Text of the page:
BATU, Indonesia. Photo by Jes Aznar

Thursday, July 10, 2008

Marie's story and the rice crisis in the Philippines

Marie Katoliko steps out of the family’s rented shanty to check if the truck has arrived. It is Wednesday, the time of the week when the NFA truck visits Marie’s barangay on a narrow, uphill road along Old Balara in Quezon City. The narrow road opens to a maze-like slum area which outsiders call the interior. It is home to tricycle drivers, carpenters, vendors, laborers and street kids.

The National Food Authority truck usually comes in the morning and distributes sacks of rice to an accredited store in the area. The truck’s roaring engine is Marie’s signal and her neighbors’ to filter out from their homes and queue for cheaper subsidized rice at P18.50 per kilo. That’s nearly half the commercial price in the market.

The truck soon arrives. Marie, with P100, lines up to buy five kilos of rice. This will be good for seven to nine days for her children, Andoy, 16; Marissa, 11; and her husband, Max.

Max, who works as a family driver, brings home P2,000 every Friday, which Marie budgets for food, electricity, water, a monthly rental of P2,500 for their place and to pay debts to a nearby sari-sari variety store.

Home for the family is a dimly lit single-door shanty with an electric fan, a small television set and a makeshift wooden table. Today, there is bowl of boiled potatoes that Marie has cooked for lunch.

Her neighbors also rush to line up for cheaper rice, unmindful of the heat and the long queue. Today, as usual, more than 30 are in queue. In the past, Marie would buy rice in the nearby talipapa or the nearby wet market.
“Pero hindi na kakasya ang kita ng mister ko pag sa talipapa padin ako bibili ng bigas. (But I can no longer stretch my husband’s earnings if I continue buying rice from the market),” she says.

Marie says that two years ago, the price of commercial rice ranged from P17 to P20 per kilo. Last year, the price ranged from P22 to P25 per kilo. These days, the cheapest commercial rice is at least P37 per kilo.

“Ngayon sa P37 per kilo, kailangan ko ng P185 para sa limang kilo pero sa NFA rice, may sukli pa na otso peso ang isang daan ko. (Now, at P37 per kilo, I would need P185to buy five kilos. With NFA rice, I only need P100 for five kilos and I would still have change of P8 pesos),” Marie explains.

She has no complaints with the quality of NFA rice. “Hindi naman sya mabaho katulad ng sinasabi ng iba. Masarap din naman. (The rice from NFA does not smell, contrary to what others have said. It is of good quality),” she said.

Marie decided to buy rice from NFA stores early this year, taking after her neighbors.

Fely Santos, a 52-year old domestic helper, also buys rice from NFA to cope with the rising cost of living. She takes home P1,000 every Friday which she spends for food, rice and utilities. Her household, comprising her husband and nine extended family members, consumes 12 kilos of rice per week. At P18.50 per kilo, she spends P222 for P12 kilos.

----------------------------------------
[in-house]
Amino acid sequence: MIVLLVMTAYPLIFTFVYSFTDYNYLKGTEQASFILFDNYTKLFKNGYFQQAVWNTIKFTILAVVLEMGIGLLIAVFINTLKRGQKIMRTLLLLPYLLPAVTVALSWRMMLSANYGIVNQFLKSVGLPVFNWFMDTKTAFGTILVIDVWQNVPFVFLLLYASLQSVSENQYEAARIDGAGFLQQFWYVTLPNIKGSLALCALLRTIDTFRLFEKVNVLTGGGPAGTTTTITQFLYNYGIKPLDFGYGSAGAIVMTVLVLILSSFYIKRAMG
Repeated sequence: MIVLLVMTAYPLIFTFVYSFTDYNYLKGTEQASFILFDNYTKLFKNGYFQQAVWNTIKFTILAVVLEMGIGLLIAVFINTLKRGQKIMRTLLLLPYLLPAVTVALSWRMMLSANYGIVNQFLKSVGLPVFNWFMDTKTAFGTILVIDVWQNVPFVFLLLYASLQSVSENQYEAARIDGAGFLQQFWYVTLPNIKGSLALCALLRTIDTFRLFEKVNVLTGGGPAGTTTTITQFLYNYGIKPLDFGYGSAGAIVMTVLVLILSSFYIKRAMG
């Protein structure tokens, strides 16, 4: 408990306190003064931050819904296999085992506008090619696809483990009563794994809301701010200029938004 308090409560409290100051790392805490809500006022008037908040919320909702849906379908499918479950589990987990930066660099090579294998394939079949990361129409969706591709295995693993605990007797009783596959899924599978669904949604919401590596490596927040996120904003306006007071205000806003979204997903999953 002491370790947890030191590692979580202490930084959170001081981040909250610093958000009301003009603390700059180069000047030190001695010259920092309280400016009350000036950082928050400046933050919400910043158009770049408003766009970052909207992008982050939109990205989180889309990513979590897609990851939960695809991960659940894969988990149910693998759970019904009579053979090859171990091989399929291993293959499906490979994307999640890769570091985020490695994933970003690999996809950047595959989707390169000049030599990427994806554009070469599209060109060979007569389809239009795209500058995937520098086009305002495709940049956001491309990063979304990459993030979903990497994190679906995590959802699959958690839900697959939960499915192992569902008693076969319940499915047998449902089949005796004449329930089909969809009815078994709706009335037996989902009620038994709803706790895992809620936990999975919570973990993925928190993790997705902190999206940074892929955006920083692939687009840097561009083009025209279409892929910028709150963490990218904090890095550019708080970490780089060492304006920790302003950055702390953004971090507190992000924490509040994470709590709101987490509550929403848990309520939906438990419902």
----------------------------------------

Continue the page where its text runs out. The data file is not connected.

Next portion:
“Halos kalahati ng sweldo ko sa isang linggo ang mauubos pag bumili ako ng bigas na P37 ang kilo. (If I buy rice at P37 per kilo, almost half of my weekly salary will be wiped out,” Fely said.

Fely heaves a sigh of frustration over the high prices of rice.
“Grabe na talaga. Tinatago kasi ng mga negosyante kaya tumataas ang presyo. (The situation is really terrible. Prices have gone up because of the hoarders,” she believes.

Joy de Guzman, a government employee, says her daily budget for food has been affected because rice at the office canteen now costs P10 per cup as against P5 per cup last year.

The long queues at NFA outlets reflect the hard times. Tamar Hizon, a security guard at the NFA warehouse along Visayas Avenue, says the lines never seem to end. The warehouse opens from Mondays to Fridays and people line up as early as 6 a.m. “Pag dumating ka sa umaga, talagang napakahaba ng pila. Iisipin mong mauubusan ng bigas kinabukasan. (If you come in the morning, you will see the long queues. If you see the number of people lining up, you would think there’ll be no more rice available the next day),” says Hizon.

Despite the high prices of rice in the country, the Department of Agriculture said last month that prices here are still cheaper compared to other countries in the region.

NFA administrator Jessup P. Navarro said in May the domestic selling price of rice in Vietnam and Thailand, two of the Philippine's major rice suppliers, was at P59.01 per kilogram and P 45.11 per kg, respectively.
“For the same month, the average domestic price of rice in the

Philippines particularly the commercial varieties was P33.26 per kilo,” Navarro said in a statement issued by the NFA.

The rice problem in the Philippines is part of a larger global rice crisis caused by a number of factors such as rising cost of oil and fertilizer.
The problem is aggravated by insufficient supply and growing demand.

People like Marie can only hope that cheaper rice will continuously be available whenever they fall in line at NFA stores.

“Sana tumigil na ang pagtaas ng presyo kasi grabe talaga. Lahat ng bilihin ngayon mataas na. (I fervently hope that price increases will stop because the prices of almost everything now is going up),” says Marie, clutching a huge bag of rice she has just bought for her family. ###